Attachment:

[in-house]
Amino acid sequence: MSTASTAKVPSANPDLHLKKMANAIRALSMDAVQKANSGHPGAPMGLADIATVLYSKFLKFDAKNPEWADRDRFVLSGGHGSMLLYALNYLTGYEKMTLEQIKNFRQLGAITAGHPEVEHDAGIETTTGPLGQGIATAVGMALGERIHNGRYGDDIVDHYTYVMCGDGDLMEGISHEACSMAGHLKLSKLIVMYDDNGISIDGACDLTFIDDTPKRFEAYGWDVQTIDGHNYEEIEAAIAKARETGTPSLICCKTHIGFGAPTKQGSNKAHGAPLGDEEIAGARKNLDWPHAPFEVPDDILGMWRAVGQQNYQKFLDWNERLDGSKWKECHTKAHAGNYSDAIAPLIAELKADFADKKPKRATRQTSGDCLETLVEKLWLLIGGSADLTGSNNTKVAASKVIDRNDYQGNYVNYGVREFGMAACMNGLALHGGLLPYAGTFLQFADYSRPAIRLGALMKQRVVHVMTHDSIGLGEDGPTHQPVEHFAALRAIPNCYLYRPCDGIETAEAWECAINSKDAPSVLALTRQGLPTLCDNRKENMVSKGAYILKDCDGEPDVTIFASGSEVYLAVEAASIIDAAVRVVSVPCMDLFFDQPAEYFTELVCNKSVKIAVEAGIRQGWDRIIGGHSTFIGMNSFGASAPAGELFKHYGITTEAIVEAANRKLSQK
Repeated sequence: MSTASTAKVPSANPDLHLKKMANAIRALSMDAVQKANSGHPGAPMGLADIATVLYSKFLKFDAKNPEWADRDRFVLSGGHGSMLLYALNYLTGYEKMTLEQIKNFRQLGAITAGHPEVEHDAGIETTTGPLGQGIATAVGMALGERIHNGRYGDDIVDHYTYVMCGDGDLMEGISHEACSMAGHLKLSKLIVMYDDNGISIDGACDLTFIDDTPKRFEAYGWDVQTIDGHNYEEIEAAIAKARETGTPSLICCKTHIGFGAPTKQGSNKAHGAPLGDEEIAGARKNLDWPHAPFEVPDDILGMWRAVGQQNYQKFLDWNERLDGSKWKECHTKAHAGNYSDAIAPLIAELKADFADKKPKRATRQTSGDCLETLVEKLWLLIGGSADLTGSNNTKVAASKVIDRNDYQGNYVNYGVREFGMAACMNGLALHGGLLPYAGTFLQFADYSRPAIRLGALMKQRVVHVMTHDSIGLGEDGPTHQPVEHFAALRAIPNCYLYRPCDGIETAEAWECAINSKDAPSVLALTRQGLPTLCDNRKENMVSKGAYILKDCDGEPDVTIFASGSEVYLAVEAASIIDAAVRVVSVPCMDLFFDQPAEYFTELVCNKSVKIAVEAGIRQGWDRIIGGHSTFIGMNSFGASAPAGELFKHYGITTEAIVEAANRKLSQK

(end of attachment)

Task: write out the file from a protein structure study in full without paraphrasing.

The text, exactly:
[in-house]
Amino acid sequence: MSTASTAKVPSANPDLHLKKMANAIRALSMDAVQKANSGHPGAPMGLADIATVLYSKFLKFDAKNPEWADRDRFVLSGGHGSMLLYALNYLTGYEKMTLEQIKNFRQLGAITAGHPEVEHDAGIETTTGPLGQGIATAVGMALGERIHNGRYGDDIVDHYTYVMCGDGDLMEGISHEACSMAGHLKLSKLIVMYDDNGISIDGACDLTFIDDTPKRFEAYGWDVQTIDGHNYEEIEAAIAKARETGTPSLICCKTHIGFGAPTKQGSNKAHGAPLGDEEIAGARKNLDWPHAPFEVPDDILGMWRAVGQQNYQKFLDWNERLDGSKWKECHTKAHAGNYSDAIAPLIAELKADFADKKPKRATRQTSGDCLETLVEKLWLLIGGSADLTGSNNTKVAASKVIDRNDYQGNYVNYGVREFGMAACMNGLALHGGLLPYAGTFLQFADYSRPAIRLGALMKQRVVHVMTHDSIGLGEDGPTHQPVEHFAALRAIPNCYLYRPCDGIETAEAWECAINSKDAPSVLALTRQGLPTLCDNRKENMVSKGAYILKDCDGEPDVTIFASGSEVYLAVEAASIIDAAVRVVSVPCMDLFFDQPAEYFTELVCNKSVKIAVEAGIRQGWDRIIGGHSTFIGMNSFGASAPAGELFKHYGITTEAIVEAANRKLSQK
Repeated sequence: MSTASTAKVPSANPDLHLKKMANAIRALSMDAVQKANSGHPGAPMGLADIATVLYSKFLKFDAKNPEWADRDRFVLSGGHGSMLLYALNYLTGYEKMTLEQIKNFRQLGAITAGHPEVEHDAGIETTTGPLGQGIATAVGMALGERIHNGRYGDDIVDHYTYVMCGDGDLMEGISHEACSMAGHLKLSKLIVMYDDNGISIDGACDLTFIDDTPKRFEAYGWDVQTIDGHNYEEIEAAIAKARETGTPSLICCKTHIGFGAPTKQGSNKAHGAPLGDEEIAGARKNLDWPHAPFEVPDDILGMWRAVGQQNYQKFLDWNERLDGSKWKECHTKAHAGNYSDAIAPLIAELKADFADKKPKRATRQTSGDCLETLVEKLWLLIGGSADLTGSNNTKVAASKVIDRNDYQGNYVNYGVREFGMAACMNGLALHGGLLPYAGTFLQFADYSRPAIRLGALMKQRVVHVMTHDSIGLGEDGPTHQPVEHFAALRAIPNCYLYRPCDGIETAEAWECAINSKDAPSVLALTRQGLPTLCDNRKENMVSKGAYILKDCDGEPDVTIFASGSEVYLAVEAASIIDAAVRVVSVPCMDLFFDQPAEYFTELVCNKSVKIAVEAGIRQGWDRIIGGHSTFIGMNSFGASAPAGELFKHYGITTEAIVEAANRKLSQK